Title: The Boy I Love by Nina de Gramont
Publisher: Atheneum Books for Young Readers
Genre: Contemporary, Young Adult
Book Rating: A
Complimentary Review Copy Provided by Publisher Through Edelweiss
When the boy you love asks you to keep his greatest secret, do you? A thought-provoking, achingly complex novel about prejudice and the many meanings of love from Nina de Gramont, author of Meet Me at the River, which Kirkus Reviews called a “must-read.”
Fifteen-year-old Wren has been content to stay in her best friend Allie’s shadow. It doesn’t bother her that Ally gets the cutest guys, the cutest clothes, and even a modeling gig—Wren is happy hanging with the horses on her family’s farm and avoiding the jealousy of other girls. But when Tim, the most intriguing guy in school, starts hanging out with Ally and Wren, jealousy is unavoidable, but not the kind Wren expects. Because even though Ally is wayyy into him and Wren hasn’t flirted, not one little bit, it becomes increasingly clear that Tim prefers Wren’s company above anyone else’s.
Tim’s unexpected devotion comes at the exact time Wren’s home life is about to be turned upside down. Her parents have just found out that the family horse farm is on land that was once a slave plantation and are struggling with whether to sell it. Wren aches at the thought of losing her horses and leaving town, but at least there is Tim…always a gentleman on their dates. Such a gentleman. Too much of a gentleman, even, and Wren begins to wish he’d be a wee bit less gentlemanly. And as Tim’s church becomes actively homophobic, his pressuring parents don’t understand why he won’t help “spread the word,” and he’s now a wreck. Then he tells Wren his biggest secret, and Wren must decide what she’ll really do for love.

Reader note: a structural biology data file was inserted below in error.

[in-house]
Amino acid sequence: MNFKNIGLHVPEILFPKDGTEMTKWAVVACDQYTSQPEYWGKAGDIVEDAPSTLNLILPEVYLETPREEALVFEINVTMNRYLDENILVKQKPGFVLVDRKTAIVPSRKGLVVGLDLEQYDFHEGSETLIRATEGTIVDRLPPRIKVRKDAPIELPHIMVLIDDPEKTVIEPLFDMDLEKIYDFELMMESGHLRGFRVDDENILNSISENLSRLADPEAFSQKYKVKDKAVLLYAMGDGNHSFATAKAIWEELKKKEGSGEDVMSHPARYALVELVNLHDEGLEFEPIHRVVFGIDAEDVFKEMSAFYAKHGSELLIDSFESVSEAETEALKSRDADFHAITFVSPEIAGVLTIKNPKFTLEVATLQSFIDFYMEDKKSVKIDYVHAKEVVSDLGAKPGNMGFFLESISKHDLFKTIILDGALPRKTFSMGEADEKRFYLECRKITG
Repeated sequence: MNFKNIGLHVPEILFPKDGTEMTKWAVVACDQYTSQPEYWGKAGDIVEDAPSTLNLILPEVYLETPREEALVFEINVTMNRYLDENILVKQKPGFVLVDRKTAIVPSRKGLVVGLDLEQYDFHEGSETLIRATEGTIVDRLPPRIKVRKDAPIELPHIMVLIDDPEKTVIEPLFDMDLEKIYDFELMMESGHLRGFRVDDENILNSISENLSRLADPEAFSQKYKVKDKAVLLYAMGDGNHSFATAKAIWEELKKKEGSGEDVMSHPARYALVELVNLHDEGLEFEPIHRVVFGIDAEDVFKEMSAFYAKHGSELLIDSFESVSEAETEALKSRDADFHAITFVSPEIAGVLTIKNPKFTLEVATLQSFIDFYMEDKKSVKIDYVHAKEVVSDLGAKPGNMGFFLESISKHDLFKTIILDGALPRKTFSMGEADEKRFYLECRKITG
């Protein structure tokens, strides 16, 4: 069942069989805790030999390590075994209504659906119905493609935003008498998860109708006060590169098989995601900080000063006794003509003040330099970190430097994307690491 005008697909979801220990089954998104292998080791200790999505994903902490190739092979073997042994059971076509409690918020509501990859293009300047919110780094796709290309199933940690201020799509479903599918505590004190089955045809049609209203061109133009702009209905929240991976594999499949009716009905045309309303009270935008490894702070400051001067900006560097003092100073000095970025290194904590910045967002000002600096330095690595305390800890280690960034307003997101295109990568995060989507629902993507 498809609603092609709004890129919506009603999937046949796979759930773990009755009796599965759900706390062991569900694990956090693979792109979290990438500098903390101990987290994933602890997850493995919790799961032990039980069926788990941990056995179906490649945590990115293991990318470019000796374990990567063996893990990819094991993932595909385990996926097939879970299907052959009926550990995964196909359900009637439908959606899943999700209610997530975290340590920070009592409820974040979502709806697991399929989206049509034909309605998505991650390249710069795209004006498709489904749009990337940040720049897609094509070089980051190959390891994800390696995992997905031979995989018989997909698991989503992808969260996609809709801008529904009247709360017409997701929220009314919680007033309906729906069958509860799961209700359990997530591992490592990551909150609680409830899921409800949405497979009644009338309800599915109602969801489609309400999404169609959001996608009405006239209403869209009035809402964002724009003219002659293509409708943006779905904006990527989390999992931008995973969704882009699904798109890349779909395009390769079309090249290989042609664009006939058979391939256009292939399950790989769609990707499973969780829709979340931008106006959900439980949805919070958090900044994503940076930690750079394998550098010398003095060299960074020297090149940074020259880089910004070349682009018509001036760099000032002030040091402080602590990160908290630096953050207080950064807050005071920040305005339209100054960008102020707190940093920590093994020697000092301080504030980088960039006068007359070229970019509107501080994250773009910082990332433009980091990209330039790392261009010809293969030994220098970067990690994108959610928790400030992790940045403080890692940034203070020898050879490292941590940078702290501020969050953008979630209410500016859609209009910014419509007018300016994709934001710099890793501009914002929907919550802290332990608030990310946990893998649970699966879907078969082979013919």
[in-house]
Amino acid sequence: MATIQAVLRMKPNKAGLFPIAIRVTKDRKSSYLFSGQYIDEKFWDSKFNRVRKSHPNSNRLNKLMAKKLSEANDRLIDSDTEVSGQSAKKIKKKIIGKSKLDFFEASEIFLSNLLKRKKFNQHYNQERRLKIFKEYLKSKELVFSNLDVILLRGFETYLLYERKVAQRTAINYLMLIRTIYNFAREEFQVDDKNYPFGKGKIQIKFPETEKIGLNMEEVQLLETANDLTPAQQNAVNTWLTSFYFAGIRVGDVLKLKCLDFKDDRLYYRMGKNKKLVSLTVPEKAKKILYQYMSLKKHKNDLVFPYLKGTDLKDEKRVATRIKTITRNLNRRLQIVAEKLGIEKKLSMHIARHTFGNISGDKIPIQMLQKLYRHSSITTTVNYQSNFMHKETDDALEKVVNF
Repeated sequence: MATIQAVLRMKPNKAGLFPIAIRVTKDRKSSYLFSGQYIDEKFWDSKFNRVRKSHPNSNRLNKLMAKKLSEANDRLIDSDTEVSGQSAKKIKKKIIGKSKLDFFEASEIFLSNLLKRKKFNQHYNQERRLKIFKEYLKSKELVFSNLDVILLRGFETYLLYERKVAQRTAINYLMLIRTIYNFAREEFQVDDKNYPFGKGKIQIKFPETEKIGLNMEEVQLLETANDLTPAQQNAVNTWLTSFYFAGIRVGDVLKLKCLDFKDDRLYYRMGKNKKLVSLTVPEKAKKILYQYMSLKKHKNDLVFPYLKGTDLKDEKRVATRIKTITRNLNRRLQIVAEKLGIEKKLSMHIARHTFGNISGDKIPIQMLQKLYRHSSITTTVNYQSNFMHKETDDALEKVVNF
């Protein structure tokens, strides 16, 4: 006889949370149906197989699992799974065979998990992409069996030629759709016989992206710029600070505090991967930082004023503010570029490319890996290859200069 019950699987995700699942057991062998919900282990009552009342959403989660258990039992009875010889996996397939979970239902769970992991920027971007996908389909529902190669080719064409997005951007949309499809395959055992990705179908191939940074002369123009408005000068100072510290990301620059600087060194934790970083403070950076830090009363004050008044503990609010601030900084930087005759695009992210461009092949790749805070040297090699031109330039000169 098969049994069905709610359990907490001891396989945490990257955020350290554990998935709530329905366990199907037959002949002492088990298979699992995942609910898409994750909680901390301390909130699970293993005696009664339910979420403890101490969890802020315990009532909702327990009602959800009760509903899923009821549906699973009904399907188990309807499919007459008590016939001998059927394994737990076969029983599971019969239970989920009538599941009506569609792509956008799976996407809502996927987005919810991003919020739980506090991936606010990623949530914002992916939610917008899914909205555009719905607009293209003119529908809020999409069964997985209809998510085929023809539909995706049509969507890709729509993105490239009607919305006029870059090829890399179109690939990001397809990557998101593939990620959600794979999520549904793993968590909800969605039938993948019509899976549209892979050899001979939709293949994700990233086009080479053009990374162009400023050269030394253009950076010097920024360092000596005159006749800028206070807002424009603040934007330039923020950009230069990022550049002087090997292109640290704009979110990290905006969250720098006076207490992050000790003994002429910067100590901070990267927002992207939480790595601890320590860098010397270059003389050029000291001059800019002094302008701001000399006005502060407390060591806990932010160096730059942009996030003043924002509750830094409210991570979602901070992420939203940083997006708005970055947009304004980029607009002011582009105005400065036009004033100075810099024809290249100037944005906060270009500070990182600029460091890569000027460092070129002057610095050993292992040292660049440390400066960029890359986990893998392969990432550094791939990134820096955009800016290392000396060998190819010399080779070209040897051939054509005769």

The Boy I Love by Nina de Gramont is a thought-provoking novel of friendship that touches on a number of relevant social issues. In many ways, it is a typical coming of age story with all of the usual teenage angst and drama. However, through the adroit first person narration of sixteen year old Wren Piner, this ordinary novel becomes an extraordinary tale of friendship and courage that is heartfelt and compelling.
Wren has been best friends with Allie Hackett for most of their lives, but their transition to a new school suddenly strains their close bond. Wren has been content to live in the shadow of her beautiful and popular friend, but when surprising events put Wren in the limelight, she is stunned by Allie’s unhappy reaction. But it is Allie’s jealousy over Wren’s new friendship with Tim Greenlaw that drives a wedge between the girls and they begin to drift apart. While Wren’s feelings for Tim take an unexpectedly romantic turn, he divulges a closely held secret that ultimately brings them closer together.
Wren is very comfortable in her skin and she has a surprising amount of confidence for a teenager. She has a strong moral compass, she stands up for what she believes in and she does not hesitate to voice her opinions. Wren is kind, compassionate and steadfastly loyal with an admirable capacity for forgiveness. She is dismayed by the situation with Allie, but instead of wallowing in self-pity, she seizes the opportunity to seek out her own interests. Wren is very honest with herself about her own bouts of jealousy and the hopelessness of unrequited love but she never lets either get in the way of her friendships.
Allie is self-centered and since she has had very little disappointment in her life, she is stunned when things don’t go her way. She is unreasonable in her expectations where Tim is concerned and her immaturity over his relationship with Wren leads to the disintegration of their friendship. Allie rebuffs Wren’s attempts to smooth over their disagreement and she begins to make self-destructive decisions.
Tim is an all American boy who is much admired by his peers. Popular and well-liked, this new school year marks a change in his life as he gives up sports to explore his interest in theater. His growing distress over a change is his church’s policy is the driving force in confessing both his secret and the conflicting feelings that go with it. Tim takes comfort in Wren’s easy acceptance of his admission and their friendship easily weathers the difficulties they eventually face.
There are really no surprises about what is going to happen in The Boy I Love. The book summary pretty much lays out the storyline, but the execution of the plot and the depth of the characters are what makes it an outstanding and unpredictable read. Nina de Gramont introduces sensitive topics in a straightforward manner and the characters reactions to the various situations are realistic. While the novel’s target audience is teenagers, I highly recommend The Boy I Love readers of all ages. It is a meaningful novel with a powerful message of love and acceptance that everyone can relate to.